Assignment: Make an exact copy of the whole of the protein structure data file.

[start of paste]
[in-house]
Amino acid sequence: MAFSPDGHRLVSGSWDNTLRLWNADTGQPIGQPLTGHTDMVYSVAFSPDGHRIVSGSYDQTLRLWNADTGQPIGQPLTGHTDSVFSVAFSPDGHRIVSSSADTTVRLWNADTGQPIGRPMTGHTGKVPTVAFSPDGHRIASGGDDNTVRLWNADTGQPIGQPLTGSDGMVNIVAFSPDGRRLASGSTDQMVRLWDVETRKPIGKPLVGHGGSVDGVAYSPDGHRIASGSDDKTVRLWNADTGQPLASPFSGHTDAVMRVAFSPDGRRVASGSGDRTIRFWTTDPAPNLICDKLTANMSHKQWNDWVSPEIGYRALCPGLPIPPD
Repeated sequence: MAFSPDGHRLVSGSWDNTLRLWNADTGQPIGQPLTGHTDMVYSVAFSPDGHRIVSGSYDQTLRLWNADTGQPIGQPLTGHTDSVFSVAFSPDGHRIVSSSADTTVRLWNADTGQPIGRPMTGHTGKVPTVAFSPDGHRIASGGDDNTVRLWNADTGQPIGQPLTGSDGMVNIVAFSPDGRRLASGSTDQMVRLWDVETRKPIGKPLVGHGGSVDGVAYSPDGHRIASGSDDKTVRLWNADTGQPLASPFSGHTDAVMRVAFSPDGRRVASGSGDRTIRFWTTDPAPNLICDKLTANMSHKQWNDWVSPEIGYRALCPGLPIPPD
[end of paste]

[in-house]
Amino acid sequence: MAFSPDGHRLVSGSWDNTLRLWNADTGQPIGQPLTGHTDMVYSVAFSPDGHRIVSGSYDQTLRLWNADTGQPIGQPLTGHTDSVFSVAFSPDGHRIVSSSADTTVRLWNADTGQPIGRPMTGHTGKVPTVAFSPDGHRIASGGDDNTVRLWNADTGQPIGQPLTGSDGMVNIVAFSPDGRRLASGSTDQMVRLWDVETRKPIGKPLVGHGGSVDGVAYSPDGHRIASGSDDKTVRLWNADTGQPLASPFSGHTDAVMRVAFSPDGRRVASGSGDRTIRFWTTDPAPNLICDKLTANMSHKQWNDWVSPEIGYRALCPGLPIPPD
Repeated sequence: MAFSPDGHRLVSGSWDNTLRLWNADTGQPIGQPLTGHTDMVYSVAFSPDGHRIVSGSYDQTLRLWNADTGQPIGQPLTGHTDSVFSVAFSPDGHRIVSSSADTTVRLWNADTGQPIGRPMTGHTGKVPTVAFSPDGHRIASGGDDNTVRLWNADTGQPIGQPLTGSDGMVNIVAFSPDGRRLASGSTDQMVRLWDVETRKPIGKPLVGHGGSVDGVAYSPDGHRIASGSDDKTVRLWNADTGQPLASPFSGHTDAVMRVAFSPDGRRVASGSGDRTIRFWTTDPAPNLICDKLTANMSHKQWNDWVSPEIGYRALCPGLPIPPD